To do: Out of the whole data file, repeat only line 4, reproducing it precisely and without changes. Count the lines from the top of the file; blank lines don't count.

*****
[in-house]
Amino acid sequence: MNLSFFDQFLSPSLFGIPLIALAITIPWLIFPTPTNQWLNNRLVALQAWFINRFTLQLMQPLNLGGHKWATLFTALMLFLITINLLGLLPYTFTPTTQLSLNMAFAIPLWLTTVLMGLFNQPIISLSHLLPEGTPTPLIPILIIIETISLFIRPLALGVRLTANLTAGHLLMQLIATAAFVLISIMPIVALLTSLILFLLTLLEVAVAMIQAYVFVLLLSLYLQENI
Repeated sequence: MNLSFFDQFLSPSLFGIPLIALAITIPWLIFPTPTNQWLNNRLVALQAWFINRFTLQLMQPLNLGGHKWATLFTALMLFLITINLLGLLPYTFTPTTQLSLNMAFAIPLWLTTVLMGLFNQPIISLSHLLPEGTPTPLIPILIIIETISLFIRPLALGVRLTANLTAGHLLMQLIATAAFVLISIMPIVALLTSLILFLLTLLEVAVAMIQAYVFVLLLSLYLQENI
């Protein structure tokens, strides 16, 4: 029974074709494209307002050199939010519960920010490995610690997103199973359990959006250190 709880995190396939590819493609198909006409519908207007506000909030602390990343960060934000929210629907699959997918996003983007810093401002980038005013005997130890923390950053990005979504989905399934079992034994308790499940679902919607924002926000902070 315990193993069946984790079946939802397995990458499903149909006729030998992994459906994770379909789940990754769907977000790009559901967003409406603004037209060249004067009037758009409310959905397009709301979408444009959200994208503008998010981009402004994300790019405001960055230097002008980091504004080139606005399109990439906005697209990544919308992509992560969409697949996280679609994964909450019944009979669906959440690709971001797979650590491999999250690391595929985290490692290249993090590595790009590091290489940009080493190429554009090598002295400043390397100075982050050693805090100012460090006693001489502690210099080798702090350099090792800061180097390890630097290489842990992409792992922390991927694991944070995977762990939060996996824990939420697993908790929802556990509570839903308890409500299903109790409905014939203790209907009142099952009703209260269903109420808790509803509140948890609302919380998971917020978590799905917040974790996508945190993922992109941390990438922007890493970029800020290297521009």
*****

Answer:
């Protein structure tokens, strides 16, 4: 029974074709494209307002050199939010519960920010490995610690997103199973359990959006250190 709880995190396939590819493609198909006409519908207007506000909030602390990343960060934000929210629907699959997918996003983007810093401002980038005013005997130890923390950053990005979504989905399934079992034994308790499940679902919607924002926000902070 315990193993069946984790079946939802397995990458499903149909006729030998992994459906994770379909789940990754769907977000790009559901967003409406603004037209060249004067009037758009409310959905397009709301979408444009959200994208503008998010981009402004994300790019405001960055230097002008980091504004080139606005399109990439906005697209990544919308992509992560969409697949996280679609994964909450019944009979669906959440690709971001797979650590491999999250690391595929985290490692290249993090590595790009590091290489940009080493190429554009090598002295400043390397100075982050050693805090100012460090006693001489502690210099080798702090350099090792800061180097390890630097290489842990992409792992922390991927694991944070995977762990939060996996824990939420697993908790929802556990509570839903308890409500299903109790409905014939203790209907009142099952009703209260269903109420808790509803509140948890609302919380998971917020978590799905917040974790996508945190993922992109941390990438922007890493970029800020290297521009």